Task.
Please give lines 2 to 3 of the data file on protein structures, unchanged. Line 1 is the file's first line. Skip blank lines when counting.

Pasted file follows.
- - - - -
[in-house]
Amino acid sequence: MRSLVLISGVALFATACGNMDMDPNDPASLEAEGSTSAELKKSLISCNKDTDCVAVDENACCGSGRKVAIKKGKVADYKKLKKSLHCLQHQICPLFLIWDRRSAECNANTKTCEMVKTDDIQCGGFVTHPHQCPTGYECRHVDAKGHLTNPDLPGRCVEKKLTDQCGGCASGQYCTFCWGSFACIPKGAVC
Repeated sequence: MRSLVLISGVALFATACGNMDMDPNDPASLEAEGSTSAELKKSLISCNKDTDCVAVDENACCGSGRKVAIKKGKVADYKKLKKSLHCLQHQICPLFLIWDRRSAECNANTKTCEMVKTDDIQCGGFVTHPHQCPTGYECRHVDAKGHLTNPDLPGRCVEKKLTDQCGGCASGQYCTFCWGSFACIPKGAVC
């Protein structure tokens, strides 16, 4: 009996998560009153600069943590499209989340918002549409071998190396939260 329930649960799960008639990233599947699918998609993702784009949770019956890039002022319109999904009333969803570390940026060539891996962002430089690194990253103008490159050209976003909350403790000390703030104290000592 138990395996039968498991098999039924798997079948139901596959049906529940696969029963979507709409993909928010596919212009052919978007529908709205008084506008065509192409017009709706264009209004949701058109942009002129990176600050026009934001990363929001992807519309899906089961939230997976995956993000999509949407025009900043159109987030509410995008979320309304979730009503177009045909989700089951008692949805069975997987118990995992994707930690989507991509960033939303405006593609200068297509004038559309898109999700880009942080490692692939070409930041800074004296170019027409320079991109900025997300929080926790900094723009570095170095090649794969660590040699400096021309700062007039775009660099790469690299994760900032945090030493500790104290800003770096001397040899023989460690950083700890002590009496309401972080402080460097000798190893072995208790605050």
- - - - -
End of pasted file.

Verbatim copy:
Amino acid sequence: MRSLVLISGVALFATACGNMDMDPNDPASLEAEGSTSAELKKSLISCNKDTDCVAVDENACCGSGRKVAIKKGKVADYKKLKKSLHCLQHQICPLFLIWDRRSAECNANTKTCEMVKTDDIQCGGFVTHPHQCPTGYECRHVDAKGHLTNPDLPGRCVEKKLTDQCGGCASGQYCTFCWGSFACIPKGAVC
Repeated sequence: MRSLVLISGVALFATACGNMDMDPNDPASLEAEGSTSAELKKSLISCNKDTDCVAVDENACCGSGRKVAIKKGKVADYKKLKKSLHCLQHQICPLFLIWDRRSAECNANTKTCEMVKTDDIQCGGFVTHPHQCPTGYECRHVDAKGHLTNPDLPGRCVEKKLTDQCGGCASGQYCTFCWGSFACIPKGAVC